Process for Piperine Intermediate:


Discussed below is an example two steps for the process to produce Piperine (16) intermediate, Figure 3. Chemistry and physical properties suggest that the first two steps could be a solventless process. Any astute chemist and chemical engineer should consider all liquid process to produce (2E)-1(piperidinyl)-2-buten-1-one which is a liquid.  


Figure 3: First two steps of USP 11,267,798 B2 (16)

 

Chemical

 Name

Crotonic acid

Thionyl Chloride

Crotonyl chloride

Piperidine

(2E)-1(1-piperidinyl)-2-buten-1-one

CAS Number

107-93-7

7719-09-7

10487-71-5

110-89-4

3626-69-5

Chemical Formula

C4H6O2

SOCl2

C4H5ClO

C5H11N

C9H15NO

Molecular Wt.

86

119

104.5

85

153

Melting Point, °C

70-73

 

 

-7

(-ve) 3-5

Boiling Point, °C

185

76

121-123

107

~295

 

      Table 2: Properties of chemicals used and produced in USP 11,267,798 B2 (15)

 

Once the chemical physical and chemical properties of the reactants and intermediates are understood, it is very feasible to create a safe and simple commercial process. In every reaction step solubility and insolubility of chemicals used matters and attention has to be paid as it can lead to significant process optimization and reduction of solvent use leading to “Net Zero (3, 4)”. 

 

Most of the fine/specialty chemical and their subset API plants have sufficient idle equipment that can be assembled for batch or continuous processes. Creativity and imagination and Village’s (5, 6, 7) support would be needed. Yields of many products could be higher (9,17) and processes can be simplified. Effort will be necessary for innovation and better methods.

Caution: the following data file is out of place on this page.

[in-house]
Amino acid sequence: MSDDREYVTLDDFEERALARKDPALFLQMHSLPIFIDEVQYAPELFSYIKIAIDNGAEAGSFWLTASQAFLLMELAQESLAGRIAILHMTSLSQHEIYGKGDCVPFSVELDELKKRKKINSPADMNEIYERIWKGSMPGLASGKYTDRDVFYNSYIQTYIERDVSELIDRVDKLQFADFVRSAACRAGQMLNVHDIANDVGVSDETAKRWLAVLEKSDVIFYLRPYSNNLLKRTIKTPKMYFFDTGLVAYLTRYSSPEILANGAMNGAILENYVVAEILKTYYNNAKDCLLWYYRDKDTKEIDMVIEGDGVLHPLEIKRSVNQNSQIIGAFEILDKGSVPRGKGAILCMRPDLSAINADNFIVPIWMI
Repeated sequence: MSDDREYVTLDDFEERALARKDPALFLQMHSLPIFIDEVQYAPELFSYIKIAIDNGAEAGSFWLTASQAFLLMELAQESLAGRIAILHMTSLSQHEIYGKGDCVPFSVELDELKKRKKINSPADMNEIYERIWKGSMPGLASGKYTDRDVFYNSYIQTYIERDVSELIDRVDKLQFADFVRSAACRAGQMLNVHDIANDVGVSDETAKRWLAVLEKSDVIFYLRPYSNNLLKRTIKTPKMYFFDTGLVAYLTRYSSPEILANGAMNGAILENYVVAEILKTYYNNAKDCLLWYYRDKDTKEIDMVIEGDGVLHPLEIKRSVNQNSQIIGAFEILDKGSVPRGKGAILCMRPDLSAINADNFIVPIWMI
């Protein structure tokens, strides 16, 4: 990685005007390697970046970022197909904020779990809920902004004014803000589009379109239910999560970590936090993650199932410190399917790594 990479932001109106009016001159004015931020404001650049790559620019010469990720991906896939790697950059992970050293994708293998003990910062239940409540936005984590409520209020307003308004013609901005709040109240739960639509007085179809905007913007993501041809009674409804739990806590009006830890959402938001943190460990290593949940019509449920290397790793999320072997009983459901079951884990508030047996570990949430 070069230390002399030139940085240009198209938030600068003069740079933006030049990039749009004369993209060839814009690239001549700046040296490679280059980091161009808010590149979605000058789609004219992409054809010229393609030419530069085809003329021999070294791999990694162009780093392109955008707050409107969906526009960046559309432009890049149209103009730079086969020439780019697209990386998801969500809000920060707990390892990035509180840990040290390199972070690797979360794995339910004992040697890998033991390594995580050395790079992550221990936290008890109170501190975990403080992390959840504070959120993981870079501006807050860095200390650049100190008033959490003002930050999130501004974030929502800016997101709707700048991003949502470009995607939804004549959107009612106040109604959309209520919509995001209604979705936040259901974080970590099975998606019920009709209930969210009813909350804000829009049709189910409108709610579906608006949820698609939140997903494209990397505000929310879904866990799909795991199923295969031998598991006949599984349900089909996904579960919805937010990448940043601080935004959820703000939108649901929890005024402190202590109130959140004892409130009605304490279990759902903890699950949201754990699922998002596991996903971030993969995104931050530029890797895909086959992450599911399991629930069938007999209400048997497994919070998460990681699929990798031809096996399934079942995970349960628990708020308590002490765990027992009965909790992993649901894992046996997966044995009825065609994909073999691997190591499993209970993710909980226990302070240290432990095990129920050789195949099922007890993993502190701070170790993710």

If what all has been discussed (5, 6, 7) above is applied for product and process development any product that has an annual demand of about 50 to 100+ Metric Tonnes per year per site can be produced using a continuous process (5, 11). A concerted effort would be needed. Solvent use could be reduced and overall productivity improved. Chemists and chemical engineers have to exploit and apply all of their knowledge and learning. Process design will require every bit of creativity, imagination to capitalize mutual behavior of chemicals used and produced (5, 6, 18, 19, 20, 21). Using the methods reviewed above batch processes for new brand and generic products can be optimized along with lower commercialization time and will have lower “Net Zero” (3,4) impact than the current batch processes. Judicious ROI analysis will have to be done. Another benefit of such designs will be that product demands can be addressed very quickly resulting no or minimum shortages.